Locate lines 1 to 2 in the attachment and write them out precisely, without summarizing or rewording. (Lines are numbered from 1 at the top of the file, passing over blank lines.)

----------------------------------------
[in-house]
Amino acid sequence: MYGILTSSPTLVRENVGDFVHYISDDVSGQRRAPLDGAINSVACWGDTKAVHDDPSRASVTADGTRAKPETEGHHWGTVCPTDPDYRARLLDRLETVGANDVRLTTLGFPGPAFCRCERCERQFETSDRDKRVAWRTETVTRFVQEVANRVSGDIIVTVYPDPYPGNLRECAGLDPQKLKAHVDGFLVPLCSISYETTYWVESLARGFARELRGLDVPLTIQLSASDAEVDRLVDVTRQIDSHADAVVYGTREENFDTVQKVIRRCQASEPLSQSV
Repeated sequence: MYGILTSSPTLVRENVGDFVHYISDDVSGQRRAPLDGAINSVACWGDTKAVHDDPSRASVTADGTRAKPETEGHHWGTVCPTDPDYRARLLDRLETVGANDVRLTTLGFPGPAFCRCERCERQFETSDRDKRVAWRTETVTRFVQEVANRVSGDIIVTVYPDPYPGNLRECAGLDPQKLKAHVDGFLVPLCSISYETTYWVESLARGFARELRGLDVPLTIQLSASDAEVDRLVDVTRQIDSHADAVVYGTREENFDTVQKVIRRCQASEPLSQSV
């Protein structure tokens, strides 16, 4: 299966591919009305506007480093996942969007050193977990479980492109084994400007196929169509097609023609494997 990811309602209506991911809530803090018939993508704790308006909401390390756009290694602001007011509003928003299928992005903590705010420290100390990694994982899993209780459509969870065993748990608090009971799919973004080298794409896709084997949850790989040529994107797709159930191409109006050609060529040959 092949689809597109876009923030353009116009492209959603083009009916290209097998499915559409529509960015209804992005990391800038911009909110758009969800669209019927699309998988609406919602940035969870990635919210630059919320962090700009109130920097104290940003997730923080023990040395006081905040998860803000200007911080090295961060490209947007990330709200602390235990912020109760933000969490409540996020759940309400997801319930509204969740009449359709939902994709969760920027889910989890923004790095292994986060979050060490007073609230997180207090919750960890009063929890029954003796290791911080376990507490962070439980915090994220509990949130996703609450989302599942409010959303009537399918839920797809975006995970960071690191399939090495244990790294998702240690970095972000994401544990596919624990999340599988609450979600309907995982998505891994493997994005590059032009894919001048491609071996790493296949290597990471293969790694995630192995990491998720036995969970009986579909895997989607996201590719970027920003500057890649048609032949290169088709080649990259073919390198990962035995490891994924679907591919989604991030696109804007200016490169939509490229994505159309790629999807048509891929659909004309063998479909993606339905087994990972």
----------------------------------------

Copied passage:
[in-house]
Amino acid sequence: MYGILTSSPTLVRENVGDFVHYISDDVSGQRRAPLDGAINSVACWGDTKAVHDDPSRASVTADGTRAKPETEGHHWGTVCPTDPDYRARLLDRLETVGANDVRLTTLGFPGPAFCRCERCERQFETSDRDKRVAWRTETVTRFVQEVANRVSGDIIVTVYPDPYPGNLRECAGLDPQKLKAHVDGFLVPLCSISYETTYWVESLARGFARELRGLDVPLTIQLSASDAEVDRLVDVTRQIDSHADAVVYGTREENFDTVQKVIRRCQASEPLSQSV